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Bookmark and ShareSam Thompson is a researcher and a consultant at nef‘s centre for well-being.

With timing so precipitous as to border on the comic, Chancellor Alistair Darling chose to announce a cut in VAT in the same week as Buy Nothing Day, today’s annual jamboree of anti-consumerism that urges us to forsake all consumer spending for 24 hours. Suggested activities on the BND website include temper tantrums – “Sit on the floor in any shop with a friend and chuck a mental. Shout things like ‘I don’t want anything anymore!” – and zombie shopping excursions of like-minded individuals dressed in ghoulish garb and “shuffling from shop to shop chanting BUY, BUY – BRANDS, BRANDS!” All good fun, but as anyone familiar with Oxford Street on a normal Saturday will know hardly an effective way to grab attention. The protesters will blend in seamlessly.Bliss!

But whatever your view of BND, you might still find it a little odd that our Government is somehow trying to elide consumerism and civic duty, two things that are – or should be – about as far apart on the individual-society spectrum as it’s possible to get. Whilst not, perhaps, as banally distasteful as George W Bush’s exhortation to Americans to respond to 9/11 by going shopping, there is something discomforting about the Government’s plea. For as unemployment rises, property prices plummet and millions live in fear of their next credit card bill, this should be a moment to step back and reassess whether the way we consume has taken us nearer to, or further from, the kinds of lives we really want.

For years, we’ve lived with a poisonous combination of messages: on the one hand, constant bombardment from advertisers intent on telling us how hollow our lives are without magical Product X and, on the other, staggeringly easy access to credit with which to acquire Product X on the never-never. There are plenty of reasons to worry about this. Perhaps the most obvious is the indisputable link between Western levels of consumption and unsustainable environmental pressure. We can’t expect to keep living as we have been doing and stave off irreversible climate change, let alone repair the damage to ecosystem services and biodiversity caused by our profligacy and attain some measure of global social justice.

There are significant downsides at the personal level too. For instance, recent research from the renowned Institute of Psychiatry in London shows that personal debt “mediates” the relationship between poor economic circumstances and mental health difficulties. In other words, the further up to your neck you are in debt, the higher your chances of developing clinically significant anxiety and depression, largely irrespective of how much you earn. It’s not hard to imagine why this might be. The stress of working just to keep up repayments and the fear of defaulting are constant and gnawing, and that’s without having to deal with the feelings of shame and inadequacy if things really go wrong. There will be plenty of former bankers and traders in serious emotional distress at present, and that is not something anyone should be celebrating.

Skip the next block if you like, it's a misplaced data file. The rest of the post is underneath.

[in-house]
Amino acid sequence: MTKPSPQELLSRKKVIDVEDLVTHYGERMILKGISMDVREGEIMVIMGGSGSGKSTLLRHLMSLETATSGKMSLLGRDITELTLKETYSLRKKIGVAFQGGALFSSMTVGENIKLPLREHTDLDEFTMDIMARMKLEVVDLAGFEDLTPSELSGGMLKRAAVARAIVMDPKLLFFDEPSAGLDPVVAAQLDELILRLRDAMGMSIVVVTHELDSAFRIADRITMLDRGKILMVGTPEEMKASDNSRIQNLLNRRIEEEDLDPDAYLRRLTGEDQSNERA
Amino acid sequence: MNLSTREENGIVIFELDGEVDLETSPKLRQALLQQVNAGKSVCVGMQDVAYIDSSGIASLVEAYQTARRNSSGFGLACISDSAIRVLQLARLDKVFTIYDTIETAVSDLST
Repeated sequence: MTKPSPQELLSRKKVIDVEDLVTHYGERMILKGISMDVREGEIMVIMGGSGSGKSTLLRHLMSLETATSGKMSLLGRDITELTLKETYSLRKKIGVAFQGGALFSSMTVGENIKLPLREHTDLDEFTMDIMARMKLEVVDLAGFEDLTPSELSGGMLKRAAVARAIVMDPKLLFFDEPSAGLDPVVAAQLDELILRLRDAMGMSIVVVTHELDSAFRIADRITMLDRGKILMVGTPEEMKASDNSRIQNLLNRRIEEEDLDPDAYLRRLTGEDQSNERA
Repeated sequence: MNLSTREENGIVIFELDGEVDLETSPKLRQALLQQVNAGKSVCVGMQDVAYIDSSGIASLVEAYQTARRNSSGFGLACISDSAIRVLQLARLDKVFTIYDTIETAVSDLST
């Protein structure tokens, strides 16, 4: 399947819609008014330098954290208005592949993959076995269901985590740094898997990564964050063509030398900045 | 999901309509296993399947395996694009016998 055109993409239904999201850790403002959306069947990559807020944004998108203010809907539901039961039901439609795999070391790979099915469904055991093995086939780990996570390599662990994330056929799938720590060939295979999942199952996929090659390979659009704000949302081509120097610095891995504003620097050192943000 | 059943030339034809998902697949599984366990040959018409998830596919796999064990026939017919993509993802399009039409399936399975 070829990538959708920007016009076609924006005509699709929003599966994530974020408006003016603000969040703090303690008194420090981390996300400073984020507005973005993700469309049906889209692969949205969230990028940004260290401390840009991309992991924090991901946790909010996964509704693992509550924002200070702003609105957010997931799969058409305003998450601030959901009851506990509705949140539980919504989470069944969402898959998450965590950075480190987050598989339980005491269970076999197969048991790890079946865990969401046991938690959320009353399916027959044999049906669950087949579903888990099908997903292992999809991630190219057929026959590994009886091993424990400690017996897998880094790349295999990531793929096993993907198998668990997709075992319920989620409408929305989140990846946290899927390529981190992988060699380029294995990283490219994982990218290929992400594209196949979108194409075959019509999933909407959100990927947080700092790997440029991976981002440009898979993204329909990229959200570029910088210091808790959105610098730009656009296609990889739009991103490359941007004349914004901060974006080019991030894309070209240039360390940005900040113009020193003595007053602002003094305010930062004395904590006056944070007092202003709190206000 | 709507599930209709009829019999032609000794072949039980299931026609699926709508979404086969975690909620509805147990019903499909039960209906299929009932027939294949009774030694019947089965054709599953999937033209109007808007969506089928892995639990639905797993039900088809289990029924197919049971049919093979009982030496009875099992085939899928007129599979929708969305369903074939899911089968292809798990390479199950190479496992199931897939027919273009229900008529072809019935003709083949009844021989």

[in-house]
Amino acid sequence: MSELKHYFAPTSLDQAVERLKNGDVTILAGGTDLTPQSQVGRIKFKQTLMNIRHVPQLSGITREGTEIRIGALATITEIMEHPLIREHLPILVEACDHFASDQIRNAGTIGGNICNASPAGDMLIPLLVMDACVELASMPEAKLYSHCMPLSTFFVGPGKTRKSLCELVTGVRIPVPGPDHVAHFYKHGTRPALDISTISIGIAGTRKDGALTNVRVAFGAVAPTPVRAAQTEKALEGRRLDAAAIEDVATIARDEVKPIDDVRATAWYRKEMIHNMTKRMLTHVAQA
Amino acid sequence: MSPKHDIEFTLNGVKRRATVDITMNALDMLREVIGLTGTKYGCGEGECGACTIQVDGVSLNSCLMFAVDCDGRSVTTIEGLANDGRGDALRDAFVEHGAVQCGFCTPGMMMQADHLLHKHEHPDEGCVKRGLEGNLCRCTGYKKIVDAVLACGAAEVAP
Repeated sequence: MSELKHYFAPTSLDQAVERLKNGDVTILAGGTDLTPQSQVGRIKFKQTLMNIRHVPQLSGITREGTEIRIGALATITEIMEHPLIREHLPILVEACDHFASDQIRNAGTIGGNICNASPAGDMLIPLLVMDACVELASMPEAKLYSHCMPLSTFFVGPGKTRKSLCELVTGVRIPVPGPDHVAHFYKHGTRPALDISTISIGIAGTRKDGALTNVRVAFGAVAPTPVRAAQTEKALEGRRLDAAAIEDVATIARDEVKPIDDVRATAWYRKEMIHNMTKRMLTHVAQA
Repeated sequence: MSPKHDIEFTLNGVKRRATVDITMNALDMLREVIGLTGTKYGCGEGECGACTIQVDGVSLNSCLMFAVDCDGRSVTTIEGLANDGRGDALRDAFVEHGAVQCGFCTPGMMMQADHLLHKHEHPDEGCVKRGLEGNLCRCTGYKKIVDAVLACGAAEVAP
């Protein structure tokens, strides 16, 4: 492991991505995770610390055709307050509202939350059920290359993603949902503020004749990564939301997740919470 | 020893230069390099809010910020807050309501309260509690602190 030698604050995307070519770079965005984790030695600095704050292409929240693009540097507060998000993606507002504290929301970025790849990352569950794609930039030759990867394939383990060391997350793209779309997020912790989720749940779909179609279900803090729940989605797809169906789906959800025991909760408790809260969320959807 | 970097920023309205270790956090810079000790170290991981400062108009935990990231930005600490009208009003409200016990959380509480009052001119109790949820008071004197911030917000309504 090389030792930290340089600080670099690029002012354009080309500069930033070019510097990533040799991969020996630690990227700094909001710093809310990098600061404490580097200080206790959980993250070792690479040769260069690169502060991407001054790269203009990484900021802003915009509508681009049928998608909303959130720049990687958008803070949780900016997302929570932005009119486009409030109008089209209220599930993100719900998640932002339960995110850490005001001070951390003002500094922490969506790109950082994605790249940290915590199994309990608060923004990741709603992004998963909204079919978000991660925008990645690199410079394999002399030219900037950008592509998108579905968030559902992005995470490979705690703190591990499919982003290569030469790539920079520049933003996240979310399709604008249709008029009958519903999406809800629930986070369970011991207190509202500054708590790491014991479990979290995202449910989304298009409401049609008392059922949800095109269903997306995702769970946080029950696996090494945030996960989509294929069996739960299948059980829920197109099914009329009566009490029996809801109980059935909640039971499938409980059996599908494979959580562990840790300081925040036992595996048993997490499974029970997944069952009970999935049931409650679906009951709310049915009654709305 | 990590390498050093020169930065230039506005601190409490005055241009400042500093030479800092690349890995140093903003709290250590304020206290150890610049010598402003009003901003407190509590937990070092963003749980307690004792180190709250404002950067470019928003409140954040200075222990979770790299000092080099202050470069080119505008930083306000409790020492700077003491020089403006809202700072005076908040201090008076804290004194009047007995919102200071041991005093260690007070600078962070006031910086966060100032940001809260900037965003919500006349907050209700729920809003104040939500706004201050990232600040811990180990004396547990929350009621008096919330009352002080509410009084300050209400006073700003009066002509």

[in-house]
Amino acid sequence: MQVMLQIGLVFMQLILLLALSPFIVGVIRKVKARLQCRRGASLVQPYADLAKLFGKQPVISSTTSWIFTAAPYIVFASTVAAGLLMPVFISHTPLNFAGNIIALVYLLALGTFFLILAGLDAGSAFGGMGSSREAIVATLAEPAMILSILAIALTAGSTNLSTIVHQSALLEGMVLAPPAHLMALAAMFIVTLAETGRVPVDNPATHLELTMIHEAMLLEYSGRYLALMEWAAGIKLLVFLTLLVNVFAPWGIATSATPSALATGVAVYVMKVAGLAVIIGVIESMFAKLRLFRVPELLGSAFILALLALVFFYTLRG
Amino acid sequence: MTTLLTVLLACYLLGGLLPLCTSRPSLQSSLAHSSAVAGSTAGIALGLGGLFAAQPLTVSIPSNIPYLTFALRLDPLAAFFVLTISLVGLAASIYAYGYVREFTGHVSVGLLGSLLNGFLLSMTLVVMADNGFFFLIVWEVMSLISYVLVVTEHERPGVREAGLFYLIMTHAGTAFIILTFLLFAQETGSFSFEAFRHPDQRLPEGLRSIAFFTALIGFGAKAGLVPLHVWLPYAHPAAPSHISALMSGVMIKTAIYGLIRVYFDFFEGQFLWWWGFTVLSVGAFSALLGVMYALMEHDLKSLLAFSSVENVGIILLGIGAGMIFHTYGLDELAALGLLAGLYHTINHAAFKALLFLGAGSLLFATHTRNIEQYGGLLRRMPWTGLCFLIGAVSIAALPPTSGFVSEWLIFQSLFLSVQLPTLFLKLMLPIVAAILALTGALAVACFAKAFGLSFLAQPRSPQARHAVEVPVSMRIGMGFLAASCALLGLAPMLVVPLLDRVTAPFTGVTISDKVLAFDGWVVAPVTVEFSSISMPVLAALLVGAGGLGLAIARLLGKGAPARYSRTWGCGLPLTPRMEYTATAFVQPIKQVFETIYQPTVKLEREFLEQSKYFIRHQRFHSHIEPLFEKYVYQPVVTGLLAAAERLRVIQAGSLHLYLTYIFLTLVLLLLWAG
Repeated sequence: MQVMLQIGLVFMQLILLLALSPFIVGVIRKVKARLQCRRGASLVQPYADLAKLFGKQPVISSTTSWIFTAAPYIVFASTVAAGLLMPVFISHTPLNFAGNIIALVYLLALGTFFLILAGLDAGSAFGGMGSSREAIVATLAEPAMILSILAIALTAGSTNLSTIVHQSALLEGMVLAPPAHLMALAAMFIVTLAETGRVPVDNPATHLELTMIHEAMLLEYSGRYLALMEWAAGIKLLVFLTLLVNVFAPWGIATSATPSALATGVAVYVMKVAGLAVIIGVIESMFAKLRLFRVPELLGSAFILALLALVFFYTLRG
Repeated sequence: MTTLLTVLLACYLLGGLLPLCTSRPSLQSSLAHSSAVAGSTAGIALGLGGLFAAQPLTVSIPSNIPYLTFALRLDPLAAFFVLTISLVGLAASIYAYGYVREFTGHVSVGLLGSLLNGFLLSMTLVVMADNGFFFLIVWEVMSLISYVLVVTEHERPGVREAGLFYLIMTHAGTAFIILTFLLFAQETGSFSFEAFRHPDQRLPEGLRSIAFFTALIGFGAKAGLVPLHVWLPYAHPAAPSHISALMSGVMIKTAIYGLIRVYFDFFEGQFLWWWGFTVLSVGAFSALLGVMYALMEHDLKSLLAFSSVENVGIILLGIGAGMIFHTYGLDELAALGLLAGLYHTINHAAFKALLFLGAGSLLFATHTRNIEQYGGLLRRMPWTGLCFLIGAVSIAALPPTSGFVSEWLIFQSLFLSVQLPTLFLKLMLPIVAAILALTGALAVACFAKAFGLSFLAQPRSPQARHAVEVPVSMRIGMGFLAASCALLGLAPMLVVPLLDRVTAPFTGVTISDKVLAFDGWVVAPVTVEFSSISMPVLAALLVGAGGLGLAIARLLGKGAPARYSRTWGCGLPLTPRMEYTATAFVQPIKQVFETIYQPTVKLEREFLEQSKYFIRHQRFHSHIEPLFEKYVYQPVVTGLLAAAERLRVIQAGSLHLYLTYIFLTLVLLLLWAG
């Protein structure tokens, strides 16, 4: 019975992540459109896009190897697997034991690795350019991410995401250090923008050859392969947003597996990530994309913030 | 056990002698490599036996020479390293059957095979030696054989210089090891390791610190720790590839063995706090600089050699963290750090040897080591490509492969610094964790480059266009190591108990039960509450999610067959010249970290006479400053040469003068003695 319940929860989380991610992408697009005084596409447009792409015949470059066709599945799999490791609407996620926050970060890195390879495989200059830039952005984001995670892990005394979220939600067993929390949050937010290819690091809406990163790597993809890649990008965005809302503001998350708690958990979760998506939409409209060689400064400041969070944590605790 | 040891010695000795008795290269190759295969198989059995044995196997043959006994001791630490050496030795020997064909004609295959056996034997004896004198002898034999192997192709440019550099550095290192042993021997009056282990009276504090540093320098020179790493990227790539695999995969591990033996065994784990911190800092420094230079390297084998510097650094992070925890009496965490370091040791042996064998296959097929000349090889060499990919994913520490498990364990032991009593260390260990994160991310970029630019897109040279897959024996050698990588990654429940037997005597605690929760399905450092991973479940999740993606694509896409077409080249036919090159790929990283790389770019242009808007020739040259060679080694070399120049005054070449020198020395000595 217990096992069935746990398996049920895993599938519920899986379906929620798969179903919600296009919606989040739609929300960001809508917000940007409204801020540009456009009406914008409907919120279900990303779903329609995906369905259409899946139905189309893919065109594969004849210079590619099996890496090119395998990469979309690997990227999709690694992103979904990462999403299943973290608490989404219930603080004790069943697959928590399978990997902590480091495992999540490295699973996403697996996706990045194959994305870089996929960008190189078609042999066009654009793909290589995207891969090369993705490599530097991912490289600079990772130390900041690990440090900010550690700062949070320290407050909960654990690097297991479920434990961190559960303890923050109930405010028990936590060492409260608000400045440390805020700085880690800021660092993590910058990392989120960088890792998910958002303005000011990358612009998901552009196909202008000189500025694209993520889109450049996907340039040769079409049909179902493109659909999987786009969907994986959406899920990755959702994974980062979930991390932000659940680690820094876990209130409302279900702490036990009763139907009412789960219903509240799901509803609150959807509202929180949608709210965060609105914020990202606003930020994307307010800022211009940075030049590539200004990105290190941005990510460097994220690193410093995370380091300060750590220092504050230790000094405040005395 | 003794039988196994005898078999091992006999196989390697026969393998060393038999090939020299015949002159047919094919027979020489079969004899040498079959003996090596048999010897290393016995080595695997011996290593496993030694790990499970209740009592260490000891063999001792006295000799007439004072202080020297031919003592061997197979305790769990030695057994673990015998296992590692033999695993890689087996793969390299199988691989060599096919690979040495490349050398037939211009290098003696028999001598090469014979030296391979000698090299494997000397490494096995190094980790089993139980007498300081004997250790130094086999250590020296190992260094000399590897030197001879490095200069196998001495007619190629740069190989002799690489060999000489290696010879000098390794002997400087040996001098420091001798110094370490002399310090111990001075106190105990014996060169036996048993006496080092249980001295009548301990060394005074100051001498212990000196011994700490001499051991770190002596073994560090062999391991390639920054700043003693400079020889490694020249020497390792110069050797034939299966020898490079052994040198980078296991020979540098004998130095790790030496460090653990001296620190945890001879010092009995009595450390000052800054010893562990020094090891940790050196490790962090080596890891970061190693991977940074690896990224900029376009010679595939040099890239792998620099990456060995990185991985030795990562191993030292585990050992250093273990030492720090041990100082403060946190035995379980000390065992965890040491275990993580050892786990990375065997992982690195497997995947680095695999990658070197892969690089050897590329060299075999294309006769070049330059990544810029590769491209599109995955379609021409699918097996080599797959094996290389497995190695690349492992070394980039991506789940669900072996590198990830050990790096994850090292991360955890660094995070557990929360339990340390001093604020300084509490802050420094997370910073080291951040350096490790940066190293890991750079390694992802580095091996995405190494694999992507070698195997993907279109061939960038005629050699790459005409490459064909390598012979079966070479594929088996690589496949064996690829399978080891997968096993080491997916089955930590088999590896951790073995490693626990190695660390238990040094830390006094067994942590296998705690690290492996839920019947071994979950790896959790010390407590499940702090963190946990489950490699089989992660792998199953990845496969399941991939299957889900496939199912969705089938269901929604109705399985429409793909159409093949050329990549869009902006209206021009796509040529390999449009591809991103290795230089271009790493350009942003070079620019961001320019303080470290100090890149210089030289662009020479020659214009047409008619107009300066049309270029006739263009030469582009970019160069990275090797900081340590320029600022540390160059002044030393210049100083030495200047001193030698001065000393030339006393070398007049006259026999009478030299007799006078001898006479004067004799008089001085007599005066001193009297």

There is also a more subtle, but no less damaging aspect to all this focus on personal consumption. People who are strongly motivated by the idea of getting rich and famous are what psychologists (despairingly) and marketeers (delightedly) refer to as “materialistic”. The scientific evidence for negative impacts from materialism is pretty overwhelming; they range from poorer personal relationships through fewer good moods and lower self-esteem to increased prevalence of psychological symptoms. Ironically, given the consumption-as-moral-imperative line implicit in the VAT cut, materialistic people have been shown to be generally more selfish and less inclined to help others, even when there it little personal cost involved. Fascinatingly, in one study, the extent of individuals’ materialistic outlook was shown to be positively correlated with their ecological footprints.

If Western-style consumerism, with its attendant values and attitudes, aren’t making us happy, what might do? Possible answers are provided by nef’s mental health equivalent of “five fruit and veg a day”, which we distilled from the evidence on improving well-being and warding-off mental health difficulties. What we came up with was a list of simple, everyday activities, arranged around five core concepts: Connect… Be active… Take notice… Keep learning… Give…

There is a reason that none of these suggestions involve consuming more or striving to get richer, and it has nothing to do with our ideological preferences. The reason is that they are based on the best available scientific evidence, and the best available evidence is unequivocal. The road to well-being is not paved with gold, but lined with friends and family, punctuated by opportunities for enjoyable detours, and is more about the journey than the destination. The happiest people in the world are those who spend their time engaging with life to the full, sharing experiences with friends and savouring the moment. The least happy are those who spend it slumped in front of the TV wishing they were Paris Hilton. And that, as they say, is a fact.

It is all enough to give us cause to reflect on what would really be the best way to spend this Buy Nothing Day Saturday. For those of us who are consuming way beyond our means (and the Earth’s) it is about time we started buying less every day. Do that, and the evidence shows our lives are likely to be richer as a result.


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nef employees blog in their personal capacity. The opinions expressed here do not necessarily reflect those of the new economics foundation.